Medial collateral injury (MCL)
This ligament is strong but can be sprained or completely ruptured (torn) mechanism of injury often involve combined forces and movements such as twisting on a straight leg whilst receiving a side on impact to the knee e.g. ruby tackles and skiing injuries
This ligament is strong but can be sprained or completely ruptured (torn) mechanism of injury often involve combined forces and movements such as twisting on a straight leg whilst receiving a side on impact to the knee e.g. ruby tackles and skiing injuries.
- Pain will be felt immediately on the inner aspect of the knee and will be tender when pressed
- In Severe strains there may also be cartilage involvement (medial meniscus) which will cause the knee to swell rapidly
How do manage / treat my MCL injury?
- Protect the knee by not exposing it to the same activity
- Rest this should be relative not absolute and maintaining your range of movement but do not confine yourself to bed
- Ice – use ice packs for up to 20 minutes every 2 – 3 hours that you are awake
- Compression – if you have access to some tubi-grip of the correct size use it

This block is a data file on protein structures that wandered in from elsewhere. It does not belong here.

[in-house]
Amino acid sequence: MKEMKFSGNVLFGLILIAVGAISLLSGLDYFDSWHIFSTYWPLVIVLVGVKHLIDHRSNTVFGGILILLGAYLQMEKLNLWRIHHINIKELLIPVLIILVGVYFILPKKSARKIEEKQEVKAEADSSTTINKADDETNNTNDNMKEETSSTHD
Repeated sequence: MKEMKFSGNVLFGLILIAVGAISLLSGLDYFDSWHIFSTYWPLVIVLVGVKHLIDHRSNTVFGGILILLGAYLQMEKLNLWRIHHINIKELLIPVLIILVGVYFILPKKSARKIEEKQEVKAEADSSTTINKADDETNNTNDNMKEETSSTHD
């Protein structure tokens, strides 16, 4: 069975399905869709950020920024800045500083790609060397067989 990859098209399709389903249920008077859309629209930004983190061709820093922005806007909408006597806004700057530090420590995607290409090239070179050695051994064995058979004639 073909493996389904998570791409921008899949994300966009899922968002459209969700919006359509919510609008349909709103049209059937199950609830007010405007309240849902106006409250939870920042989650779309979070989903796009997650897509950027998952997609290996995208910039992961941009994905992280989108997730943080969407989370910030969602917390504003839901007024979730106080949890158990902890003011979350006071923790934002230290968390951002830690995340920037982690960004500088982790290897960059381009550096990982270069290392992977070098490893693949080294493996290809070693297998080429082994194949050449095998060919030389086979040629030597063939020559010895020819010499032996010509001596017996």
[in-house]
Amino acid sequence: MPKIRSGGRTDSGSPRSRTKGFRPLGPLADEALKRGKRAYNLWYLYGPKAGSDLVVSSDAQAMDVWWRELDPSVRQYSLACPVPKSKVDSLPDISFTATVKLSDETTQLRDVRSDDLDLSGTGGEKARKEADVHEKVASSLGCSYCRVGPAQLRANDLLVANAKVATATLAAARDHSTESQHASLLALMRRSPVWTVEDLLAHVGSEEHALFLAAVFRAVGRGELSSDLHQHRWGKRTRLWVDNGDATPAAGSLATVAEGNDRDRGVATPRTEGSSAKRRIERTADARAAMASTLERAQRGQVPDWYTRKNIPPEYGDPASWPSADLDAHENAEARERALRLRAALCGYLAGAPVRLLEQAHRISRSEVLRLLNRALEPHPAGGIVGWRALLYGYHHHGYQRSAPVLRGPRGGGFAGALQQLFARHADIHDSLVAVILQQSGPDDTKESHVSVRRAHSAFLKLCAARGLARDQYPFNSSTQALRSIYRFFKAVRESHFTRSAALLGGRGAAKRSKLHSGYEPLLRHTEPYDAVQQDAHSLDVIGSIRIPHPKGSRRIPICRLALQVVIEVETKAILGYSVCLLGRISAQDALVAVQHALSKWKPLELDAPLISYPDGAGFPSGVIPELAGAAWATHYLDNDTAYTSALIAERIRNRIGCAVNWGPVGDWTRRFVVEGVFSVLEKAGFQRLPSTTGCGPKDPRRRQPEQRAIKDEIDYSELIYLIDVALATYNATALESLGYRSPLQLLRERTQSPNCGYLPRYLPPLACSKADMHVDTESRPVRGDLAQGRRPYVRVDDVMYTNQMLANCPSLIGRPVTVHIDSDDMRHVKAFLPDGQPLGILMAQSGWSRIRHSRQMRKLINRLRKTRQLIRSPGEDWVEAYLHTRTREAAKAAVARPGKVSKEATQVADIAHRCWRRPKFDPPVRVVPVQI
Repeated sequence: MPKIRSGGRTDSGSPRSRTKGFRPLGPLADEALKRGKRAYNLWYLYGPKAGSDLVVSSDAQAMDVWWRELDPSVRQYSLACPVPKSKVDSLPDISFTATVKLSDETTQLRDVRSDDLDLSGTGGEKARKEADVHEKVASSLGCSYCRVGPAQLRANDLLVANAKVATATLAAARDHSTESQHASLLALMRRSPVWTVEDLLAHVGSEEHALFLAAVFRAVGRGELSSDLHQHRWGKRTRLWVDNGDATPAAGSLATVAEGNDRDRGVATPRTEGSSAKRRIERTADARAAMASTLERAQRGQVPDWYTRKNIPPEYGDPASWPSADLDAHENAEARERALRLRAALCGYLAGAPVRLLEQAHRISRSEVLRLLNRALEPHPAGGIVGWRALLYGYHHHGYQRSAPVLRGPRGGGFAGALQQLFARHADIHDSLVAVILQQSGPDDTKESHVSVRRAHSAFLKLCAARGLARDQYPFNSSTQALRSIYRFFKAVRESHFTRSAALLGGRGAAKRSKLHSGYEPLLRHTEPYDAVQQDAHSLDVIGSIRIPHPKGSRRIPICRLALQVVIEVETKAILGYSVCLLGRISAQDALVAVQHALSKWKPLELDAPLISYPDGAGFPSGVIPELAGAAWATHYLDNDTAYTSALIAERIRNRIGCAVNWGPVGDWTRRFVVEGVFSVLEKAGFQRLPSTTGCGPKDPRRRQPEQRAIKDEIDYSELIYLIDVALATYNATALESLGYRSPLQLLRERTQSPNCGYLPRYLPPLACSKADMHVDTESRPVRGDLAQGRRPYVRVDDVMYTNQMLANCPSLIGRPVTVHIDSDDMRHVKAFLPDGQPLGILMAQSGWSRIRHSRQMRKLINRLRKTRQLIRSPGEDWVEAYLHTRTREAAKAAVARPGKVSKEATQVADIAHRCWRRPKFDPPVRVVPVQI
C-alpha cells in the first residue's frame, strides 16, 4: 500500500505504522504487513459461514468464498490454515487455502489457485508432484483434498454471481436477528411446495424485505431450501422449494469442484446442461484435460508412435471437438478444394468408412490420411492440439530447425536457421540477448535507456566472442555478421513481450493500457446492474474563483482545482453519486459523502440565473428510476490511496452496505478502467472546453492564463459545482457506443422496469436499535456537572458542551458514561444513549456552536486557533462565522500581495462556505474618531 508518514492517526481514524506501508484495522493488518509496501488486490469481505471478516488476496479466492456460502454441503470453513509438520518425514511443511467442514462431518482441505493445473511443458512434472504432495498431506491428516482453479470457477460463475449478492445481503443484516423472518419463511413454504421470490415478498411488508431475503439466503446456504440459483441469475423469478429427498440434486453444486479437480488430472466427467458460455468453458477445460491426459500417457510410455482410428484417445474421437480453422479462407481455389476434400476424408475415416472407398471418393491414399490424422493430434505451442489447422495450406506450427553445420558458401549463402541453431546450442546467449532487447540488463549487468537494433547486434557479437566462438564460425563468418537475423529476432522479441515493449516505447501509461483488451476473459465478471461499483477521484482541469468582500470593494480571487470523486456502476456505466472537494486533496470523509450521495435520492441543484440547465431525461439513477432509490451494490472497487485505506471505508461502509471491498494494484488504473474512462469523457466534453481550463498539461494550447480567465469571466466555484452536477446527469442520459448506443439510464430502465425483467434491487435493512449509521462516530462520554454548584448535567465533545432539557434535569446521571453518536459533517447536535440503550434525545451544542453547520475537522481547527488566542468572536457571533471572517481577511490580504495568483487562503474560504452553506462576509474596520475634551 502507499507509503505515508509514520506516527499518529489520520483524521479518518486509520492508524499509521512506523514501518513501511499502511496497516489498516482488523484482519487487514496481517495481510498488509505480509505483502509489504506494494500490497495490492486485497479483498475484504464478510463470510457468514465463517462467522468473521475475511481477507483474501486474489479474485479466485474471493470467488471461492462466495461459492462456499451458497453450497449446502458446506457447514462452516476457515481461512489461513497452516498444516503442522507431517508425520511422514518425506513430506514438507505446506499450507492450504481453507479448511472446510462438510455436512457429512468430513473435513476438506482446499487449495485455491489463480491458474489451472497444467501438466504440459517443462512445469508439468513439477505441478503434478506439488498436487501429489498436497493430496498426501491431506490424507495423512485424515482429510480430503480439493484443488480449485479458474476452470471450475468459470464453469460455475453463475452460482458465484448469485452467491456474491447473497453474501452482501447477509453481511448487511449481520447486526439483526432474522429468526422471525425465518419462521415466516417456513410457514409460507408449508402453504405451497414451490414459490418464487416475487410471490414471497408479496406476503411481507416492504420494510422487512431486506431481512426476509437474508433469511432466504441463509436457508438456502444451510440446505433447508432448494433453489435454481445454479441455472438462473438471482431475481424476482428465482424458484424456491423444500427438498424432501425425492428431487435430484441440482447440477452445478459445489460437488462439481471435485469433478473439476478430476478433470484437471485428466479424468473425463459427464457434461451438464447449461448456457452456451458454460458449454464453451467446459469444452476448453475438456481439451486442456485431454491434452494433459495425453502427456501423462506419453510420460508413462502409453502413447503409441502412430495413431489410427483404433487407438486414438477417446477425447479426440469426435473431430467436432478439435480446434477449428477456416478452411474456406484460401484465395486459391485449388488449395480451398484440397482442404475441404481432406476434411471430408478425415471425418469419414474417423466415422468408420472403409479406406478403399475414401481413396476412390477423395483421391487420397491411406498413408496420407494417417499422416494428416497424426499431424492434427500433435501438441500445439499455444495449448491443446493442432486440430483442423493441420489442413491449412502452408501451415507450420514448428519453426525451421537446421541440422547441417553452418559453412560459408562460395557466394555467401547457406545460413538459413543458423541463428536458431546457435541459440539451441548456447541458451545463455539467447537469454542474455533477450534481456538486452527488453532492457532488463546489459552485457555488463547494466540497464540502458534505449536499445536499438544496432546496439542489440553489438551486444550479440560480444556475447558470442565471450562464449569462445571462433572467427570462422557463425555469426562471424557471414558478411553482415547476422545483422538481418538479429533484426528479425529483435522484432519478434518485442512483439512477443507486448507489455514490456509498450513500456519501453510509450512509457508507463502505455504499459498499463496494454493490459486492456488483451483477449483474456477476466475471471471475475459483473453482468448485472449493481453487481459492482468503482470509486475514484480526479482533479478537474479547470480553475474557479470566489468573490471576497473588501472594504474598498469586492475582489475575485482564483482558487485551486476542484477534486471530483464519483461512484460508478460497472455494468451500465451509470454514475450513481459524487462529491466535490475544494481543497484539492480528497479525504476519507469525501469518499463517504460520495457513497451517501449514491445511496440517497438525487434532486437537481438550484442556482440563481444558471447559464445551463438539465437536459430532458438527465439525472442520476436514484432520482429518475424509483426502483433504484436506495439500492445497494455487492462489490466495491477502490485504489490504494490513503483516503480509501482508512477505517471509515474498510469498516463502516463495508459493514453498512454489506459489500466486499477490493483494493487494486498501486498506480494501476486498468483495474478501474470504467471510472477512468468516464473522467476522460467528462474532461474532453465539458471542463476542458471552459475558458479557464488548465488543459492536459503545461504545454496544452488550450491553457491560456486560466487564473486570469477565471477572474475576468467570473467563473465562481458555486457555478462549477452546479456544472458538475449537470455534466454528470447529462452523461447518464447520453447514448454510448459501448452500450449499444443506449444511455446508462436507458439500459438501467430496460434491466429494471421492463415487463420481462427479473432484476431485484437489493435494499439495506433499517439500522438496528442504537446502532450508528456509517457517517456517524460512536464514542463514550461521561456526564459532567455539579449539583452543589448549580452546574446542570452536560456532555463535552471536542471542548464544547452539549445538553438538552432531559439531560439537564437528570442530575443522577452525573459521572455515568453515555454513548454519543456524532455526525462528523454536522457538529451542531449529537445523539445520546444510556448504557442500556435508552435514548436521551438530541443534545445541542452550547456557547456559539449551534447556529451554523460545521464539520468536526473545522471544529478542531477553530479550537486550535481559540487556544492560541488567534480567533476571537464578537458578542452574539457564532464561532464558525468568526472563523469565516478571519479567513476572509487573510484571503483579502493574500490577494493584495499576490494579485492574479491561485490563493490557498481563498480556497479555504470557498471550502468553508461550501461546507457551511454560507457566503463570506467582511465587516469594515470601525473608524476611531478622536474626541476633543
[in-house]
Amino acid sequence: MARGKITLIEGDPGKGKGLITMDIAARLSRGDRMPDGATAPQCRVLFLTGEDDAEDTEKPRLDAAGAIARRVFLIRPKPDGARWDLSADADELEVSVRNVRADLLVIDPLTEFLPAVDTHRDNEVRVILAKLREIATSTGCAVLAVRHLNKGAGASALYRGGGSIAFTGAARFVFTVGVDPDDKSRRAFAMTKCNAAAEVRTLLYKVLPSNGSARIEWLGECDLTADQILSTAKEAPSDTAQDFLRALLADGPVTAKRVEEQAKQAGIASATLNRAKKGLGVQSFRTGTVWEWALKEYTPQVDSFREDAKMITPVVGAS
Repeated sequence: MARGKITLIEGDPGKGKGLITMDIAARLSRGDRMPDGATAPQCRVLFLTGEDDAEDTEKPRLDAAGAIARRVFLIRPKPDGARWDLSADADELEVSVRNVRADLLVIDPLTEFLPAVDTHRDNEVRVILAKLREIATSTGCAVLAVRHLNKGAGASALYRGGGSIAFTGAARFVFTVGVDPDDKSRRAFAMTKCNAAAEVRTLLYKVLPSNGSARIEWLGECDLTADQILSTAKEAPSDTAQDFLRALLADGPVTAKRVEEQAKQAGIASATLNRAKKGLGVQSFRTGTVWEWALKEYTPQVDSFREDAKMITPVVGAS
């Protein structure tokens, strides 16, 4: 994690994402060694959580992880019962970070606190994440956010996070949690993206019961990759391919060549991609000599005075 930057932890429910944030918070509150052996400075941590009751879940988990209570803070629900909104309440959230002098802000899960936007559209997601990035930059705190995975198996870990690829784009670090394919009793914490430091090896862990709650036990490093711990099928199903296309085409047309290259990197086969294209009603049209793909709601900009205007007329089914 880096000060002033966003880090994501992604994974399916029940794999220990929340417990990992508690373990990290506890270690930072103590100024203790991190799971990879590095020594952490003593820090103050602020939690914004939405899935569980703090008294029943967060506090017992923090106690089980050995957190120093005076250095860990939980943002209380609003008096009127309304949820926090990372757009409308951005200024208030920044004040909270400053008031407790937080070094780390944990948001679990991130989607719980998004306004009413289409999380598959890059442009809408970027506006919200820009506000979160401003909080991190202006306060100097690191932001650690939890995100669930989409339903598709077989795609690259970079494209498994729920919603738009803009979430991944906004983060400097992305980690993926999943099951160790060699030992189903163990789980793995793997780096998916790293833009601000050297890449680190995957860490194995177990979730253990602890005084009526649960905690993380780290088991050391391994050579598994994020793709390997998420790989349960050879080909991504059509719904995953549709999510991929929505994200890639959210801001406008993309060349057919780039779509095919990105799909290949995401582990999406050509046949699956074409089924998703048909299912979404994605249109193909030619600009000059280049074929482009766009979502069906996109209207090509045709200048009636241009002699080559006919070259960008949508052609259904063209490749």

- Elevation – when resting try elevating the knee slightly up a pillow length ways so it is above the height of the hip
- Drugs – painkillers such as paracetamol provide good relief, debate remains of the use anti-inflammatory drugs in the first 48 hours as although all these steps are designed to control swelling/inflammation some swelling is still required as this is the bodies injury response mechanism so it may delay the overall healing process in the longer term
Most simple MCL sprains will recover in 2-4 weeks if this does not happen ask your GP to refer you to PhysioHey
What else might help my recovery?
- In most cases advice is all that is needed to aid recovery but this depends on the severity of the injury
- Strengthening exercises may be required
- Supporting the knee in a brace may help (usually on partial ruptures or for those individuals who can not avoid aggravating factors due to occupation etc)
- In rare cases surgery may be required this is usually arthroscopic in nature